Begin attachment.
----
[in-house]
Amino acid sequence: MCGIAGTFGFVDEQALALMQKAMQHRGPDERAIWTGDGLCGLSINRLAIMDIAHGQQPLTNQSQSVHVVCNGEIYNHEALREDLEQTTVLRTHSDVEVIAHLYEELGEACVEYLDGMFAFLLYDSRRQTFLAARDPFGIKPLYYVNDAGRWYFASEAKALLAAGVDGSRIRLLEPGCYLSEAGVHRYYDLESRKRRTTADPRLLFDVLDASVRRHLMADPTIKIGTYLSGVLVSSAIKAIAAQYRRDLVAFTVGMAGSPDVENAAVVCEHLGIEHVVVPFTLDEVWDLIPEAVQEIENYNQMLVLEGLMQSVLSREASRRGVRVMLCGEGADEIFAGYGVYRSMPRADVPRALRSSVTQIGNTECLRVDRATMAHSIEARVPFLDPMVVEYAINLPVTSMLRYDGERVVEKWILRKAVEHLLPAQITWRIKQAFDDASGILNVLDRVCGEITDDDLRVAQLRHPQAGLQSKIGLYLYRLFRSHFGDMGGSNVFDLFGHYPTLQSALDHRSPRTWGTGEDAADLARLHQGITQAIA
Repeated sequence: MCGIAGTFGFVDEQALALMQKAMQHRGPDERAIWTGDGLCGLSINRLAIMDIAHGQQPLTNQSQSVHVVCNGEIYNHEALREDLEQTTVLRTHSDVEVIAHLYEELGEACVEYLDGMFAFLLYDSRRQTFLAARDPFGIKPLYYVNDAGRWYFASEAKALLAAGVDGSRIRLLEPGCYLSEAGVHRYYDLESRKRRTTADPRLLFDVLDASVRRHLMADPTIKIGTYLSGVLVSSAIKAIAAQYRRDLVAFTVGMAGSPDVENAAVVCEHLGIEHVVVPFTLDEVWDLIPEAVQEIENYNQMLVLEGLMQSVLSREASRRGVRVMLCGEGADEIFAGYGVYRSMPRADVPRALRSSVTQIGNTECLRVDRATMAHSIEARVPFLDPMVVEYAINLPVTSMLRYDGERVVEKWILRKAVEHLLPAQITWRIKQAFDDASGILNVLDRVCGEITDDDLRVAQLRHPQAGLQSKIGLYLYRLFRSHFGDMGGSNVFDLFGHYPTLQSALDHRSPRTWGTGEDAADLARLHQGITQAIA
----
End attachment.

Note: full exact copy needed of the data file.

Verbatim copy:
[in-house]
Amino acid sequence: MCGIAGTFGFVDEQALALMQKAMQHRGPDERAIWTGDGLCGLSINRLAIMDIAHGQQPLTNQSQSVHVVCNGEIYNHEALREDLEQTTVLRTHSDVEVIAHLYEELGEACVEYLDGMFAFLLYDSRRQTFLAARDPFGIKPLYYVNDAGRWYFASEAKALLAAGVDGSRIRLLEPGCYLSEAGVHRYYDLESRKRRTTADPRLLFDVLDASVRRHLMADPTIKIGTYLSGVLVSSAIKAIAAQYRRDLVAFTVGMAGSPDVENAAVVCEHLGIEHVVVPFTLDEVWDLIPEAVQEIENYNQMLVLEGLMQSVLSREASRRGVRVMLCGEGADEIFAGYGVYRSMPRADVPRALRSSVTQIGNTECLRVDRATMAHSIEARVPFLDPMVVEYAINLPVTSMLRYDGERVVEKWILRKAVEHLLPAQITWRIKQAFDDASGILNVLDRVCGEITDDDLRVAQLRHPQAGLQSKIGLYLYRLFRSHFGDMGGSNVFDLFGHYPTLQSALDHRSPRTWGTGEDAADLARLHQGITQAIA
Repeated sequence: MCGIAGTFGFVDEQALALMQKAMQHRGPDERAIWTGDGLCGLSINRLAIMDIAHGQQPLTNQSQSVHVVCNGEIYNHEALREDLEQTTVLRTHSDVEVIAHLYEELGEACVEYLDGMFAFLLYDSRRQTFLAARDPFGIKPLYYVNDAGRWYFASEAKALLAAGVDGSRIRLLEPGCYLSEAGVHRYYDLESRKRRTTADPRLLFDVLDASVRRHLMADPTIKIGTYLSGVLVSSAIKAIAAQYRRDLVAFTVGMAGSPDVENAAVVCEHLGIEHVVVPFTLDEVWDLIPEAVQEIENYNQMLVLEGLMQSVLSREASRRGVRVMLCGEGADEIFAGYGVYRSMPRADVPRALRSSVTQIGNTECLRVDRATMAHSIEARVPFLDPMVVEYAINLPVTSMLRYDGERVVEKWILRKAVEHLLPAQITWRIKQAFDDASGILNVLDRVCGEITDDDLRVAQLRHPQAGLQSKIGLYLYRLFRSHFGDMGGSNVFDLFGHYPTLQSALDHRSPRTWGTGEDAADLARLHQGITQAIA